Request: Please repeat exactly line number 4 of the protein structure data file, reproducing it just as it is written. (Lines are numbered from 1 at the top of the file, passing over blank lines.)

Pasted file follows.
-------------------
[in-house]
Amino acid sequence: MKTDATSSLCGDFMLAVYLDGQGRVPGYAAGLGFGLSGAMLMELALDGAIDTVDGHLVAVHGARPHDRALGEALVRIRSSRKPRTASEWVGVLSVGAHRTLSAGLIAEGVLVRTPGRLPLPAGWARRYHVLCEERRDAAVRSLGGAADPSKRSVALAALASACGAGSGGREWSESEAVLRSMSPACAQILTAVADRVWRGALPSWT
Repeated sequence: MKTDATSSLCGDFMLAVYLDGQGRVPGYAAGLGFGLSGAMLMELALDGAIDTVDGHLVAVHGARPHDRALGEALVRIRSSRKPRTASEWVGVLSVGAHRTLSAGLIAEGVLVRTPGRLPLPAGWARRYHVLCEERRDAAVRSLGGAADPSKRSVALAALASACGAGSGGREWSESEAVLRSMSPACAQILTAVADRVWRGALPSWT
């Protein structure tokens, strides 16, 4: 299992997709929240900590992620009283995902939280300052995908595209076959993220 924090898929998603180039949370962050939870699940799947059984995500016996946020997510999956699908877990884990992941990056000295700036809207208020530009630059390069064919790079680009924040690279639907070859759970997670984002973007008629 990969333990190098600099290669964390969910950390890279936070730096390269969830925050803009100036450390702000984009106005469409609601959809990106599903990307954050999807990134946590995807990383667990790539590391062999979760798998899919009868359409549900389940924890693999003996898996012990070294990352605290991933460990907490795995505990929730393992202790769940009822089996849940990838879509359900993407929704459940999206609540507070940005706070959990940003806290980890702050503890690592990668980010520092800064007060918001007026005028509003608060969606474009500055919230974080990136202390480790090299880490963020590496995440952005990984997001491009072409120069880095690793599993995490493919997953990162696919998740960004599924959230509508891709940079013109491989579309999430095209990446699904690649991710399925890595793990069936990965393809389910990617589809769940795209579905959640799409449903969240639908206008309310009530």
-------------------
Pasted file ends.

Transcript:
């Protein structure tokens, strides 16, 4: 299992997709929240900590992620009283995902939280300052995908595209076959993220 924090898929998603180039949370962050939870699940799947059984995500016996946020997510999956699908877990884990992941990056000295700036809207208020530009630059390069064919790079680009924040690279639907070859759970997670984002973007008629 990969333990190098600099290669964390969910950390890279936070730096390269969830925050803009100036450390702000984009106005469409609601959809990106599903990307954050999807990134946590995807990383667990790539590391062999979760798998899919009868359409549900389940924890693999003996898996012990070294990352605290991933460990907490795995505990929730393992202790769940009822089996849940990838879509359900993407929704459940999206609540507070940005706070959990940003806290980890702050503890690592990668980010520092800064007060918001007026005028509003608060969606474009500055919230974080990136202390480790090299880490963020590496995440952005990984997001491009072409120069880095690793599993995490493919997953990162696919998740960004599924959230509508891709940079013109491989579309999430095209990446699904690649991710399925890595793990069936990965393809389910990617589809769940795209579905959640799409449903969240639908206008309310009530």